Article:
• Miranda Baner

USCIS redefines unlawful presence rules for students

Updated: May 29, 2020


The May 11, 2018 policy memorandum issued by the U.S. Citizenship and Immigration Services, with the underlying new rules scheduled to go into effect on August 9, 2018, will drastically change the long-standing rules regarding unlawful presence (ULP) as they apply to F, J, and M nonimmigrants, and their dependents.


Under the new policy, F, J, and M nonimmigrants, and their dependents, admitted or otherwise authorized to be present in the United States in duration of status (D/S) or admitted until a specific date (date certain), start accruing unlawful presence as follows:


F, J, M nonimmigrants who failed to maintain nonimmigrant status before August 9, 2018


F, J, or M nonimmigrants who failed to maintain their nonimmigrant status before August 9, 2018 start accruing unlawful presence based on that failure on August 9, 2018, unless the alien had already started accruing unlawful presence on the earliest of the following:


a. The day after Department of Homeland Security (DHS) denied the request for an immigrant benefit, if DHS made a formal finding that the alien violated his or her nonimmigrant status while adjudicating a request for another immigrant benefit;

b. The day after the Form I-94, Arrival/Departure Record, expired, if the F, J, or M nonimmigrant was admitted for a date certain; or

c. The day after an immigration judge or, in certain cases, the Board of Immigration Appeals, (BIA), ordered the alien excluded, deported, or removed (whether or not the decision is appealed).


F, J, M nonimmigrants who failed to maintain nonimmigrant status on or after August 9, 2018


An F, J, or M nonimmigrant begins accruing unlawful presence, due to a failure to maintain his or her status on or after August 9, 2018, on the earliest of any of the following:


a. The day after the F, J, or M nonimmigrant no longer pursues the course of study or the authorized activity, or the day after he or she engages in an unauthorized activity;

b. The day after completing the course of study or program (including any authorized practical training plus any authorized grace period, as outlined in 8 CFR 214.2);

c. The day after the Form I-94 expires, if the F, J, or M nonimmigrant was admitted for a date certain; or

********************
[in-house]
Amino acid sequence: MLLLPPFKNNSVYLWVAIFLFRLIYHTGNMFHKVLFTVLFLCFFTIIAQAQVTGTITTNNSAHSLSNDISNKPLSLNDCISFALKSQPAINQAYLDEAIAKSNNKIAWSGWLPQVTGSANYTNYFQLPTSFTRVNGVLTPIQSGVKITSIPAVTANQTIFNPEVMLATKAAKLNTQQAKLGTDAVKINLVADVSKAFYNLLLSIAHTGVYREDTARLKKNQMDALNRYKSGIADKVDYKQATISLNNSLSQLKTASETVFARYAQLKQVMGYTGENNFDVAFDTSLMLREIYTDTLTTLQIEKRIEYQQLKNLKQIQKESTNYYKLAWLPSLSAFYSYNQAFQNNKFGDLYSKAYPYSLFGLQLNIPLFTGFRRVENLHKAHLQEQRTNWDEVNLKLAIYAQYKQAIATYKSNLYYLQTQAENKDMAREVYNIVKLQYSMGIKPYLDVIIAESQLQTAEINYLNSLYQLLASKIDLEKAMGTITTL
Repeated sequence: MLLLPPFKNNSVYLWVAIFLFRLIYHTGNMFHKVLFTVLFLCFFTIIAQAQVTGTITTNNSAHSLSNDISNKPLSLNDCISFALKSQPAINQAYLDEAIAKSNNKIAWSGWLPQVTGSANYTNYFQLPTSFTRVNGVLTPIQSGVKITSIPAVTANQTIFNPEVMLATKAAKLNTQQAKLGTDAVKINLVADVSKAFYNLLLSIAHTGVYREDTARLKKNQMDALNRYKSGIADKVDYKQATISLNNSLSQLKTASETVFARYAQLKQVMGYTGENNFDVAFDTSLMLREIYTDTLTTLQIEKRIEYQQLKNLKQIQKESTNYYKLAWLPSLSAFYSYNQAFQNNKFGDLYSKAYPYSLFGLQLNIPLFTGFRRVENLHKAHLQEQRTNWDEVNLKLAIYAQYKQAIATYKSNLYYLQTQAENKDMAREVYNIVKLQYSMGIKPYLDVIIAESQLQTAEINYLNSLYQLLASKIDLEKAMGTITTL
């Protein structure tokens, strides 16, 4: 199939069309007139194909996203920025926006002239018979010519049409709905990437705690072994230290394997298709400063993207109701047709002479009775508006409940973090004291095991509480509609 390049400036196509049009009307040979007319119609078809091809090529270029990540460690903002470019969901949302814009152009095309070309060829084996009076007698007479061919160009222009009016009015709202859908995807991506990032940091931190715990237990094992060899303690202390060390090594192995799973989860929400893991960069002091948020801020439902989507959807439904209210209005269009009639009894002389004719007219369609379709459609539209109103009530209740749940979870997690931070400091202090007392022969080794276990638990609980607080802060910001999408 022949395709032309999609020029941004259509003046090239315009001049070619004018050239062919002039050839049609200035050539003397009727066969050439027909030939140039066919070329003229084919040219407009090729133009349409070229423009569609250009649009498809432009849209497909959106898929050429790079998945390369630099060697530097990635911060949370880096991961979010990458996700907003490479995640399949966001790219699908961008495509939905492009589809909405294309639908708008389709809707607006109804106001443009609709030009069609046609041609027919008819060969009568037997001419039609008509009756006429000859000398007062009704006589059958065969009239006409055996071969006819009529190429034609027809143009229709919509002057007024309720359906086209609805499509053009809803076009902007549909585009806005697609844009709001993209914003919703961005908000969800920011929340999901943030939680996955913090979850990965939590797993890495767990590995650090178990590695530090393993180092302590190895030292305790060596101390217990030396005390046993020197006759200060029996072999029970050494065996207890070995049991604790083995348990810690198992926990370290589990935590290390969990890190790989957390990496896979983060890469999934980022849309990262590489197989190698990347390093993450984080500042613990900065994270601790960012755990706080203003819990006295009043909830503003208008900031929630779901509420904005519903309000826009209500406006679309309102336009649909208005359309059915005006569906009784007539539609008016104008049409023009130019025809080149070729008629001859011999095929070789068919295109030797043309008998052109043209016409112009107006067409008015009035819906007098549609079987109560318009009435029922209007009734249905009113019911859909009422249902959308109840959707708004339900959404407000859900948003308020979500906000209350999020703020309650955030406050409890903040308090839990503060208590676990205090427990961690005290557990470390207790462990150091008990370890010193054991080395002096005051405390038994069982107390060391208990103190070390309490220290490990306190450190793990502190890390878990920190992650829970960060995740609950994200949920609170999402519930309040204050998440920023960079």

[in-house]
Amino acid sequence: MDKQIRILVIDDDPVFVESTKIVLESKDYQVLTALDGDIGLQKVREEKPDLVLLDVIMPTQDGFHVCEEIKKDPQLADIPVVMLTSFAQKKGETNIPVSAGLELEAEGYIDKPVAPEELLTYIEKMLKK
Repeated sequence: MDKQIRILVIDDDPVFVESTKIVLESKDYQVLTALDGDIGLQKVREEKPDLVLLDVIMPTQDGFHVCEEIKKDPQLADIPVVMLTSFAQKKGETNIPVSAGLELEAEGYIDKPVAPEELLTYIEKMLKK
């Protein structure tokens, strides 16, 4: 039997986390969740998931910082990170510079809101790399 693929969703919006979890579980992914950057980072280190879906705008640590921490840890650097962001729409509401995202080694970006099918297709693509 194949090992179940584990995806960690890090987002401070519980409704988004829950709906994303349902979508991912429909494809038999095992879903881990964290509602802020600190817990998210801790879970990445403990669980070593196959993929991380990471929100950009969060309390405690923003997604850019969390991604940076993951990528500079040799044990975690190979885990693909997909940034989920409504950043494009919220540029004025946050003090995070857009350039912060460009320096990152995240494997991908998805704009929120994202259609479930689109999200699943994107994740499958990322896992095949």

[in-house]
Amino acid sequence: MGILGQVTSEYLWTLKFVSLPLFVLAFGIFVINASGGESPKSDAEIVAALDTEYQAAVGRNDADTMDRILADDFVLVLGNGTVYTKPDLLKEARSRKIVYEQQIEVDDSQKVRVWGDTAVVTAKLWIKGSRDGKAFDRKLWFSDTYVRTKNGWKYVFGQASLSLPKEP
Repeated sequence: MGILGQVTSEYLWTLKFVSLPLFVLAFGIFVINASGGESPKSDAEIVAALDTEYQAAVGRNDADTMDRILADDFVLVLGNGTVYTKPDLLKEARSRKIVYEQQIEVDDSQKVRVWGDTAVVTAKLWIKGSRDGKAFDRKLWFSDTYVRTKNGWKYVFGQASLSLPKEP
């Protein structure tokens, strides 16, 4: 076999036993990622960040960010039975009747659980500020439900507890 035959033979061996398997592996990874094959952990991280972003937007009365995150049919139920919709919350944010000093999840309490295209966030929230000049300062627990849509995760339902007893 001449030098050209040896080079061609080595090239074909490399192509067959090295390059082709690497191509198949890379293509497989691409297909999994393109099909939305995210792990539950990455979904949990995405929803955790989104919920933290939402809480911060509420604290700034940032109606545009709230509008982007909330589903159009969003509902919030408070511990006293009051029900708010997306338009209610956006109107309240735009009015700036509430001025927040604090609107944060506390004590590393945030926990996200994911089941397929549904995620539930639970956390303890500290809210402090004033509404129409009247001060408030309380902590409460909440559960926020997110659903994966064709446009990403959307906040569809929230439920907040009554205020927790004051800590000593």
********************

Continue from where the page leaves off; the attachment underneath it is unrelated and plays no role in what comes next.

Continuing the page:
d. The day after an immigration judge or, in certain cases, the BIA orders the alien excluded, deported, or removed (whether or not the decision is appealed).


Many of these visa holders may not even realize they commit any status violation until after the fact. It is unclear whether the new rules excuse unintentional overlooks or mistakes. Status violations under the new rules will likely lead to draconian consequences. Specifically, accrual of ULP can result in a three-year or ten-year inadmissibility bar upon a departure by the visa holders. This can potentially affect foreigners who may be eligible for adjustment of status through their relatives who are U.S. citizens or permanent residents.


If you are a F, J, or M visa holder, you should definitely pay close attention to how this new policy may apply to your situation before planning your next visit to your home country or vacation to Mexico, Canada, or any other foreign country.


This new policy, described as “an abrupt, radical departure from more than 20 years of policy guidance,” will take effect on August 9, 2018. The policy for determining unlawful presence for aliens present in the United States who are not in F, J, or M nonimmigrant status remains the same.


The underlying policy memorandum can be found at https://www.uscis.gov/sites/default/files/USCIS/Outreach/Draft%20Memorandum%20for%20Comment/AccrualofUnlawfulPresenceFJMNonimmigrantsMEMO_v2.pdf.






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